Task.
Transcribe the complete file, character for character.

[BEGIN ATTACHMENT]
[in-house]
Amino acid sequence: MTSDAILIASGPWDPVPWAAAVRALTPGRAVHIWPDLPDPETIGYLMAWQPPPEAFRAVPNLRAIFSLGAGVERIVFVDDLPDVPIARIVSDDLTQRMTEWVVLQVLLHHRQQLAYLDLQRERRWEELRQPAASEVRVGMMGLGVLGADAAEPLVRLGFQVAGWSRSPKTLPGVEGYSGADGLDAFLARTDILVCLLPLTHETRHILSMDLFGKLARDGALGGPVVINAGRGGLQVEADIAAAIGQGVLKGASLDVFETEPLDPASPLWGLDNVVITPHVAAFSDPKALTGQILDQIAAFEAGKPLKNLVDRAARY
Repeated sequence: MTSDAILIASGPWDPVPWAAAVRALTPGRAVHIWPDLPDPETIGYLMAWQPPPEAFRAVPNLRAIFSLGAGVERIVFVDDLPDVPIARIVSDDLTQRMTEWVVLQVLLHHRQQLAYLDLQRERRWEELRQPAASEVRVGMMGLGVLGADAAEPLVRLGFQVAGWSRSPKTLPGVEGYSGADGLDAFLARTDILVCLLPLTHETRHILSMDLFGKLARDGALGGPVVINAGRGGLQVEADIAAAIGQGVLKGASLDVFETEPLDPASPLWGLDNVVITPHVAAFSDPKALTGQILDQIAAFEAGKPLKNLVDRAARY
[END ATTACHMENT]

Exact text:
[in-house]
Amino acid sequence: MTSDAILIASGPWDPVPWAAAVRALTPGRAVHIWPDLPDPETIGYLMAWQPPPEAFRAVPNLRAIFSLGAGVERIVFVDDLPDVPIARIVSDDLTQRMTEWVVLQVLLHHRQQLAYLDLQRERRWEELRQPAASEVRVGMMGLGVLGADAAEPLVRLGFQVAGWSRSPKTLPGVEGYSGADGLDAFLARTDILVCLLPLTHETRHILSMDLFGKLARDGALGGPVVINAGRGGLQVEADIAAAIGQGVLKGASLDVFETEPLDPASPLWGLDNVVITPHVAAFSDPKALTGQILDQIAAFEAGKPLKNLVDRAARY
Repeated sequence: MTSDAILIASGPWDPVPWAAAVRALTPGRAVHIWPDLPDPETIGYLMAWQPPPEAFRAVPNLRAIFSLGAGVERIVFVDDLPDVPIARIVSDDLTQRMTEWVVLQVLLHHRQQLAYLDLQRERRWEELRQPAASEVRVGMMGLGVLGADAAEPLVRLGFQVAGWSRSPKTLPGVEGYSGADGLDAFLARTDILVCLLPLTHETRHILSMDLFGKLARDGALGGPVVINAGRGGLQVEADIAAAIGQGVLKGASLDVFETEPLDPASPLWGLDNVVITPHVAAFSDPKALTGQILDQIAAFEAGKPLKNLVDRAARY